The selection of Hillsgrove created a furor
All of Rhode Island was thrust into the modern age as a result of Charles A. Lindbergh's historical solo flight over the Atlantic Ocean to the Le Bourget Airport in Paris on May 20 21, 1927. Lindbergh's visit to Rhode Island in July 1927 did much to spur the demand for an airport in the state.
Lindbergh commented on the superiority of European airports over those in the U.S. and spoke on the idea of government subsidies versus private enterprise. He pointed out that "...At Providence I find it takes an hour to come from the field where I landed (Quonset) to the city. It took forty five minutes to come from Hartford to Providence...(by air)."
Predicting the future
Lindbergh was optimistic concerning the development of commercial aviation and said, "Now there is coming rapidly enough demand for planes for purposes of commerce. No longer do we have to reconstruct army and navy planes for commercial purposes. Planes are now being constructed for commercial use. As things are now being developed we are going to have a finer system of commercial aviation than they now have in Europe..."
Gaspee Point considered
Rhode Islanders were convinced by Lindbergh's efforts and approved a state airport by more than 76,000 voters out of 85,650 in the general election of 1928. The feeling among the voters and the experts at the time was that Gaspee Point and Spring Green would be the site selected. One of the main reasons for the desirability of having an airport at Gaspee Point was the concept in the Twenties that a landing area on water was as important as a suitable land site. Gaspee Point and the adjoining area at Spring Green could combine both and could be approached without being hindered by tall buildings or high tension wires.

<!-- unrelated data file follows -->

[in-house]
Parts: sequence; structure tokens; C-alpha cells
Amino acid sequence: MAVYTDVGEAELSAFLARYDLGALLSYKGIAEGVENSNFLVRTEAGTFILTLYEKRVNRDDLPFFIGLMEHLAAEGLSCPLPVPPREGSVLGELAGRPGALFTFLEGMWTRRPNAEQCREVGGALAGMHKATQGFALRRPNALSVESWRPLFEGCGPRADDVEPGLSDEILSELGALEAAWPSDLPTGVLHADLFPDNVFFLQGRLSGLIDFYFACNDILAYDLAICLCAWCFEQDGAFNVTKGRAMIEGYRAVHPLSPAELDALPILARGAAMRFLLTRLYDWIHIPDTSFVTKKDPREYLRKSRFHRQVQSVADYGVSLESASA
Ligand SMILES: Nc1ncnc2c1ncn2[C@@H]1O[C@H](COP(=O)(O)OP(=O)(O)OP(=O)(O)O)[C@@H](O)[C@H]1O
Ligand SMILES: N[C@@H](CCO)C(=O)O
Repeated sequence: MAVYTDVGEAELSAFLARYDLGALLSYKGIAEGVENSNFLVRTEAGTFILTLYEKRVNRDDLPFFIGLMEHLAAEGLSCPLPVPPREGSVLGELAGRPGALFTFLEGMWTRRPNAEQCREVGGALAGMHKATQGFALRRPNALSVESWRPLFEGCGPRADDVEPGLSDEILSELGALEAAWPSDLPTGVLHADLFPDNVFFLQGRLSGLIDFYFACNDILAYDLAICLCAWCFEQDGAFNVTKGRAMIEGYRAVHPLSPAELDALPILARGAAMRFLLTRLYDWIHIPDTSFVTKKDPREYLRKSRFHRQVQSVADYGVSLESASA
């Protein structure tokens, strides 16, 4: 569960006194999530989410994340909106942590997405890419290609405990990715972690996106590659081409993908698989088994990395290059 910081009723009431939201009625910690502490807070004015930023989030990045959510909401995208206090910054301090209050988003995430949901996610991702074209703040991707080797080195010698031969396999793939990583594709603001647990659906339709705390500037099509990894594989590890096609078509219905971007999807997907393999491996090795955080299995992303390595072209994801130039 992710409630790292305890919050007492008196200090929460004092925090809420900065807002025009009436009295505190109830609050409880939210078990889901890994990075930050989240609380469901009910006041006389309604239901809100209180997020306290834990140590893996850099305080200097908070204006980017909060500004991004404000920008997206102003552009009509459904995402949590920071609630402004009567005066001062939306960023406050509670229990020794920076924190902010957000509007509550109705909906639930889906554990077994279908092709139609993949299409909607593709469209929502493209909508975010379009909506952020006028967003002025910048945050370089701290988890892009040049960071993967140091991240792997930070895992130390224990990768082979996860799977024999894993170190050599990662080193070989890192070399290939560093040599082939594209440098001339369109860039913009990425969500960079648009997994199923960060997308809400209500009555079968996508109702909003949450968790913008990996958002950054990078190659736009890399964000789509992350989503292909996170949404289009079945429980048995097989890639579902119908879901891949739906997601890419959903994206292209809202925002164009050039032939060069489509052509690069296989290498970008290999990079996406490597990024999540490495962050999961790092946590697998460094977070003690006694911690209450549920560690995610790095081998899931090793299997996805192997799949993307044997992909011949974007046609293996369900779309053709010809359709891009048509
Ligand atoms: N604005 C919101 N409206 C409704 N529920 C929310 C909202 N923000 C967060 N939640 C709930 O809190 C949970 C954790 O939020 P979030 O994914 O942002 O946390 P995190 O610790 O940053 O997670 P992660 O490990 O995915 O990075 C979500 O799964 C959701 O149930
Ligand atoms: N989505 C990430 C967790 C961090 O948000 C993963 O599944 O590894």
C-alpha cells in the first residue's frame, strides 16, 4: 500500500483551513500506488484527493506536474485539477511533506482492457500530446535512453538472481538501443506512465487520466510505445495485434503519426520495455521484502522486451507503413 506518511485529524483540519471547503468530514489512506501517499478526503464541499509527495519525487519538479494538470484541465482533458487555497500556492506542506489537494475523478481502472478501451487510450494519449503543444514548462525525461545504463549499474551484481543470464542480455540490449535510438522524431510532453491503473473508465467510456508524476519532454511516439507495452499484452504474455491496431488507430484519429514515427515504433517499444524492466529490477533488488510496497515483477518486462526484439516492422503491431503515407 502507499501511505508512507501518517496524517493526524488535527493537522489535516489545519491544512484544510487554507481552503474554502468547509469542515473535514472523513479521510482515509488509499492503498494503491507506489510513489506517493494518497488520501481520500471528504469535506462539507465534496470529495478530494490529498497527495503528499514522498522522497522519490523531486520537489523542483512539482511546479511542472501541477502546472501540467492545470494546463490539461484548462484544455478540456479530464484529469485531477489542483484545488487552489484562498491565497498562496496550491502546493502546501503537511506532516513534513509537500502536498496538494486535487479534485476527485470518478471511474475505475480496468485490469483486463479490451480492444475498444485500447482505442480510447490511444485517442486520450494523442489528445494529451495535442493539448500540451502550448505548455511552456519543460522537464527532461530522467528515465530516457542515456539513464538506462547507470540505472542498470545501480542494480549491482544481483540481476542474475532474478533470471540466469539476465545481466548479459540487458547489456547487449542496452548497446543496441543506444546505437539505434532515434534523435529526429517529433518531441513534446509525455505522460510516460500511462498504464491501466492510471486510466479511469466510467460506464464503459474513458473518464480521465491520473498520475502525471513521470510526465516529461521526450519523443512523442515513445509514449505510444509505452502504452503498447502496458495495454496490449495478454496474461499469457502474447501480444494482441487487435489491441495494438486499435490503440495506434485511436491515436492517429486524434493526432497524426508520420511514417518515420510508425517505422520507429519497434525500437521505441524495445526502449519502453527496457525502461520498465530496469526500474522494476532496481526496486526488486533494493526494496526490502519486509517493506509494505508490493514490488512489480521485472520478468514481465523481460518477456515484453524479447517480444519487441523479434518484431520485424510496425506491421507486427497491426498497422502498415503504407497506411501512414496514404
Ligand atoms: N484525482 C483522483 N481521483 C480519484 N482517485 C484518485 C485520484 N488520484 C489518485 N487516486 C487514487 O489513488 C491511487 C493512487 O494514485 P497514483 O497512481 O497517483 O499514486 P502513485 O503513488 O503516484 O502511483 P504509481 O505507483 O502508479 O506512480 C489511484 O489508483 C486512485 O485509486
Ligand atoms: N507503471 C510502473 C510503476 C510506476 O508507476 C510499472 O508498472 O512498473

The Providence Chamber of Commerce strongly recommended Gaspee Point and in a widely circulated report listed several reasons for the choice. It urged the selection of Gaspee as it had ample surface, free approaches; ready accessibility to land and sea planes, and was close to the point of greatest concentration of population.
To emphasize its points, the Chamber even went on to measure the distance from the Biltmore Hotel to Gaspee as 7.3 miles and said it was just 16 minutes driving time. Experts, from aviators to industrialists, hailed the site as the only ideal location in the state.
After all this advanced publicity for Gaspee Point, most people in the state were very much surprised when, on July 1, 1929, word leaked out that the State Airport Commission under the leadership of Chairman Harry T. Bodwell, senator from Cranston, had selected Hillsgrove rather than Gaspee Point as the site for the airport. The news caused a furor in the state with many demanding the commission explain their actions.
The town council at Warwick quickly passed a resolution urging the selection of Gaspee Point rather than Hillsgrove.
The Providence newspapers blatantly opposed the move, as did residents of Hillsgrove. In spite of the opposition, the Commission, which had the power of condemnation, insisted that the airport would be at Hillsgrove and listed the land parcels, which would be taken. According to a Providence Journal article in 1969, "a long and loud hassle" followed. They pointed out that "...The aviation committee of the Providence City Council asked the airport commission to reconsider.... The civic clubs of Providence...deplored Hillsgrove and said Gaspee was the only place." Others said Hillsgrove would not "be worth a nickel" and that "the commission's site would be dangerous for the big planes of the future."
Hillsgrove at the time was still a rural mill village. Kilvert Street was a dirt road and the Methodist Church had a steeple which later had to be removed because of the hazard it caused to planes at the airport. United Methbodist Church collection